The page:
Home / SuperSonics Win (Final?) I-5 Rivalry Against Trail Blazers

SuperSonics Win (Final?) I-5 Rivalry Against Trail Blazers

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It was a complete twist of fate that Monday night was the rally for the Save Our Sonics group and that two courtside tickets fell into my lap at the last minute. I was excited to be going to Key Arena, that run-down arena according to David Stern and Clay Bennett, to see what might be the final game in the I-5 Rivalry against the hated Portland Trailblazers. It might also be the last chance I have to take my 15-year-old daughter to see the her first SuperSonics game in Seattle.

Walking into the arena, I started telling my daughter about watching Nate McMillan hit a three against the Blazers while hobbling around on one good leg. More stories about meeting Sam Perkins, Gary Payton, and Vin Baker after beating the T-Wolves in the 1996 playoffs came to me as we wound through the hallways. I was sure I had a hand in the victory, as all good fans believe. I stopped talking about it when my teenager's eye-rolling almost gave her a muscle cramp.

Had it really been so long ago that this building was considered state of the art? What’s so wrong with it? I spent a lot of time looking around with a critical eye and could not really see anything but then, I am untrained in what to look for with buildings like Key Arena.

Even before the game started, the 100 or so fans from Save Our Sonics, decked out in black T-shirts and holding signs, were vocal and loud. Every stop in play brought out the banners and the chants. This being Seattle, a sizable portion of the 11,292 people in attendance were either late or Portland fans, so it wasn’t terribly loud. The public address announcer was clearly heard saying a foul was on Portland guard Brandon Roy before changing it to Seattle guard Luke Ridnour, before finally settling on Portland forward Martell Webster.

By the time the Supes started getting hot, in the third quarter they held the Blazers to 10 points, the chants were getting louder and actually starting to ring the ears. When the 4th quarter was counting down, the Blazers had scored only 21 points and the chants were almost deafening. It was almost, but not quite, like the good old days again.

The best part was that the game was so tight and so exciting, I have a hard time remembering individual plays. But rookie Kevin Durant led the Sonics with 23 points and 9 rebounds, and the team was well aware of our presence in the stands.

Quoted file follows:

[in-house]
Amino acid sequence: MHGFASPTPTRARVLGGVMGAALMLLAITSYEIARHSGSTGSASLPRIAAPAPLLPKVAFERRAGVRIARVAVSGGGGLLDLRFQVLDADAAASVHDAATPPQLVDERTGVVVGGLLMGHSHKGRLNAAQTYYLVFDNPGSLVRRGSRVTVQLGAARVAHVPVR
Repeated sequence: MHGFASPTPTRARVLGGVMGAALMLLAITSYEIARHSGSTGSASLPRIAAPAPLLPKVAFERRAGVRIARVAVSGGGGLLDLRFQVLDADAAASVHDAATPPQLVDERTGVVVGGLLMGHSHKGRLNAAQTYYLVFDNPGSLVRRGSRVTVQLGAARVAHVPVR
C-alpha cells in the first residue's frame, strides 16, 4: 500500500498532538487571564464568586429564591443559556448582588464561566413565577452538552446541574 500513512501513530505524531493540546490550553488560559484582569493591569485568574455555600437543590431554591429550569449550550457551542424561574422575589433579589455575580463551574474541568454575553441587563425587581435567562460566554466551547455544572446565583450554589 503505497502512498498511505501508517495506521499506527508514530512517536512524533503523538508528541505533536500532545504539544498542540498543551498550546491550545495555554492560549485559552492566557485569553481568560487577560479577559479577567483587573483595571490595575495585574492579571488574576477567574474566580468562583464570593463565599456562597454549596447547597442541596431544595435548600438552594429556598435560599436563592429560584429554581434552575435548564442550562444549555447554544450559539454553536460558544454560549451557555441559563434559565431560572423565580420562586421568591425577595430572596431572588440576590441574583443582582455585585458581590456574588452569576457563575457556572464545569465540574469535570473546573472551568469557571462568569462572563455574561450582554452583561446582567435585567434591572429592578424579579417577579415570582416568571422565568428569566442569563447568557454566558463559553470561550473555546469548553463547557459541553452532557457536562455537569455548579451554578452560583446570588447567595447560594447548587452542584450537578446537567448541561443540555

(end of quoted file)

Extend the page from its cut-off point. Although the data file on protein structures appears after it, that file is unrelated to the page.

If this is the end for the Sonics in Seattle, and that is yet to be decided, then I am glad I was there for one last time. I am glad it went like this game did. I am glad my daughter got to see the Sonics win. My daughter is sure she is the reason we won. Yes, I remember feeling like that too.

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About Russ Evenhuis

I'm a writer with a mid-life crisis. I'm into sports of all kind, a Seattle fan to my bones. A retired rugby player, now I punish myself with triathlons when I'm not hanging out with the family, drinking Guinness and playing PlayStation.
  • The I-5 rivalry! Yeah, what is to happen? So Bennett wants to use the city’s right to hang on to the name ‘Sonics’ and all the trophies and stuff as a way to break to lease with Key Arena.
    That should be part of the deal, regardless. We keep the name.

    But, at the same time the name usually goes with the team. Brooklyn Dodgers to LA Dodgers. Chicago Cardinals to St. Louis to Phoenix. LA Rams to St Louis. N.O. Jazz to Utah Jazz?

    Anyway, Seattle should at least hang on to the name. It might be a first in sports, but necessary. The OK City Sonics makes no sense. A name like the Tornado or something would fit.

    Anyway, I sure hope the I-5 trek between Portland and Seattle remains. It is always a great showdown. Especially when the two teams are fighting for a playoff position. Or both are in the playoffs. That has happened before…

    Much like the Portland Timbers vs. Seattle ounders in the old NASL days. Ugh! that is just a pitch for my article to be posted today or tomorrow…

    Stay Sonics!!!

  • Uhg! And to think about his ugly occurance…

    Los Angeles does not have an NFL franchise anymore. It all came down to stadium issues for them…

    At worst, we should do a St. Louis. They lose the Cardinals then pick up the Rams. We lose the Sonics and pick up the Hornets. The dif is we will call them the Sonics. As long as they have that distinction, things will be alright.

    Local owners came up with the cash to buy the Storm off of Bennett.

    Anyway, things will happen. we gotta keep it in our favor…


  • “Anyway, Seattle should at least hang on to the name. It might be a first in sports,”